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I have read that the increased concentration of CO2 in the atmosphere is changing how plants grow, particularly that they produce less protein, including in the pollen, which is adding to the stress on our bees (I think both honey bees and native bees) which are already highly stressed. Yes, there are plenty of non-bee pollinated plants, but loosing all the bee-pollinated ones will make the planet look very different.

I'm currently reading a book about all the ways to try to get more carbon into the soil (polycultures of both annual and perennial plants sounds pretty miraculous as does mob grazing). I had not been as aware of how more soil carbon is part of infiltrating and holding water in the soil, which is very important for both drought management *and* flood management.

Carbon is cool stuff and free for the taking if you compost and grow lots of plants!
 
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Jay Angler wrote: I remember reading at least two sources of composting instructions saying specifically to *never* add soil to one's compost heap. Since I've never been very impressed with my composting efforts, we're going to try your way!  Thanks!



To be fair, I have never had luck with adding soil to a compost bin. I use the tumbler method and have a turn over of about 2-3 weeks per batch. I use bokashi bin methods to pre-ferment all of my nitro and use dried leaves for my carbon. Adding soil weighs down my material and seems to slow down the heating up. I am wondering why my results are so much different than those who use soil in their batches.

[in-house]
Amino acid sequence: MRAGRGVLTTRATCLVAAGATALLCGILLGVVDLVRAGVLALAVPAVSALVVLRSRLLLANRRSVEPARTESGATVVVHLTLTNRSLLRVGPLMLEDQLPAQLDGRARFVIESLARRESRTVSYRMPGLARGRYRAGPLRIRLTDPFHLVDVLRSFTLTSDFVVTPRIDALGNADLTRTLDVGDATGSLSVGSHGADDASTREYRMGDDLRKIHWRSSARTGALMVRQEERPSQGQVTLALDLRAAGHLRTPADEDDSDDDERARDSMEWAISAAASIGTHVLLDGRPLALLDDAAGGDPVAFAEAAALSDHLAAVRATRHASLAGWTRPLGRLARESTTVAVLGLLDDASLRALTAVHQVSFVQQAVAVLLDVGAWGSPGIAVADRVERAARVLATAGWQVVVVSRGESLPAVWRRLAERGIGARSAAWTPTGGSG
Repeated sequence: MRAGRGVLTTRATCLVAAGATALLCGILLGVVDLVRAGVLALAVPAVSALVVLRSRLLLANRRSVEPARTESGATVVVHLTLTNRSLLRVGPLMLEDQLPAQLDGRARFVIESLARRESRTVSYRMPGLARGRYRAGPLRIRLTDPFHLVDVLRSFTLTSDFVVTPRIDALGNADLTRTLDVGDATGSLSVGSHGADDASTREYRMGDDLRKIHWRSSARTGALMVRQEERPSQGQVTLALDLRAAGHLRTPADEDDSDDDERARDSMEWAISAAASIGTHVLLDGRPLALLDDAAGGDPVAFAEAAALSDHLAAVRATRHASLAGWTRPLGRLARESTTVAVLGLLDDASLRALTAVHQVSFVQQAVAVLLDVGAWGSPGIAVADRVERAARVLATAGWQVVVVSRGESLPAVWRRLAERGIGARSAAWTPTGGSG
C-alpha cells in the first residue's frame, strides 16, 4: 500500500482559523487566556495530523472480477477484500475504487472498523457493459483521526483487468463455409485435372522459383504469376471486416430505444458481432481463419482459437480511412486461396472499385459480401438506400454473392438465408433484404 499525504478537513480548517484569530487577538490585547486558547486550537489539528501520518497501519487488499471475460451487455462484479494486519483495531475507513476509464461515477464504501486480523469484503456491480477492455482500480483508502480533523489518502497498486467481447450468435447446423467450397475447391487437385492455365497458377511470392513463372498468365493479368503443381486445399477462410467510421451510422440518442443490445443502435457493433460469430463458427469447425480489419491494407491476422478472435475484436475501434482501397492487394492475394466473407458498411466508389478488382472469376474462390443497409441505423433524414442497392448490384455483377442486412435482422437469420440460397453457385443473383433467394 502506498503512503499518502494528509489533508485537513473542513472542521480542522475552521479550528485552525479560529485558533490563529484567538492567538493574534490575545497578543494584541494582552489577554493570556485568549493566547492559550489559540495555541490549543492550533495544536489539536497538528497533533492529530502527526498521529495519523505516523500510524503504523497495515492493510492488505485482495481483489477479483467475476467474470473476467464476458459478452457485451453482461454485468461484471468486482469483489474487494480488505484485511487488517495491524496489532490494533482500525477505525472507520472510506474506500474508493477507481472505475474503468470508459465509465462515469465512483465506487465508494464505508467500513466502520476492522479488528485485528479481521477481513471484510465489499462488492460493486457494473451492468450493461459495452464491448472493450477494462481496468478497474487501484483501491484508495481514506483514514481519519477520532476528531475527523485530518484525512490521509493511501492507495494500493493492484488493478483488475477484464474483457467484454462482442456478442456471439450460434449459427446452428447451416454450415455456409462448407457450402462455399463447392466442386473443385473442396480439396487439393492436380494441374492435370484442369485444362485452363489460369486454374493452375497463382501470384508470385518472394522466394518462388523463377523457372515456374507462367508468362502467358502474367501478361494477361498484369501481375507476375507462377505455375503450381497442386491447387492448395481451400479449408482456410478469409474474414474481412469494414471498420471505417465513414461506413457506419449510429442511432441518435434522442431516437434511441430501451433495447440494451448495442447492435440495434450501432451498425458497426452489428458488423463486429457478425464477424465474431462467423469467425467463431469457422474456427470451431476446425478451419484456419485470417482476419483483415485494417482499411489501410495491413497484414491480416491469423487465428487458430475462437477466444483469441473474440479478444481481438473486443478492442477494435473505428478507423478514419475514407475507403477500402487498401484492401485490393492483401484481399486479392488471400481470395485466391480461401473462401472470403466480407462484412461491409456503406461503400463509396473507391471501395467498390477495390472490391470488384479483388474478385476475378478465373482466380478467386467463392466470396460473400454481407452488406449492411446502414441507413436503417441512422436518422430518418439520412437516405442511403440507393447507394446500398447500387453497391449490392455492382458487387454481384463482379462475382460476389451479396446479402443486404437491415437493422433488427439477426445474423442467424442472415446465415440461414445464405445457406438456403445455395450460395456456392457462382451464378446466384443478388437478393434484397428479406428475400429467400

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I’m fairly new to composting, or well, my family has always had composting piles, but that existed of throwing on whatever organic material waste we had in no particular order and then just let the chickens have a go at it. To be fair, our crops seemed to do just fine using this method. But I would prefer to have a little more knowledge of what I’m doing though, so I’m trying to read up as much as I can. Apologies if this might be a very beginner question!
The point that is still unclear to me is the tilling of the compost. If you’re working with a normal compost heap on the ground, and you build up the brown, green and soil layer lasagna, capping it off with soil: how often, if at all should you till the pile, resulting in destroying the layers and having the cap worked into the compost as well?And after tilling, do you need to cap it off again with soil? I’m not even sure how you should be tilling, do you till so all the layers are completely mixed, or is it enough to just work it over a bit so some oxygen gets into the pile? Is it just me or can information on composting be overwhelmingly detailed and confusingly vague at the same time?!
 
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hau s. Bard, it sseems that you are using the term tilling in place of turnig, we till the soil but we turn a compost heap, the difference is soil involvemment. When you first build a heap you layer it as you describe, then as the heating subsides some folks turn the heap, others use pipe to aad air to the heap (my preference) so the heap will continue to heat. Both methods will make good compost. It sounds to me like you aare doing well at making compost. If you want more help or have other questions, let me know.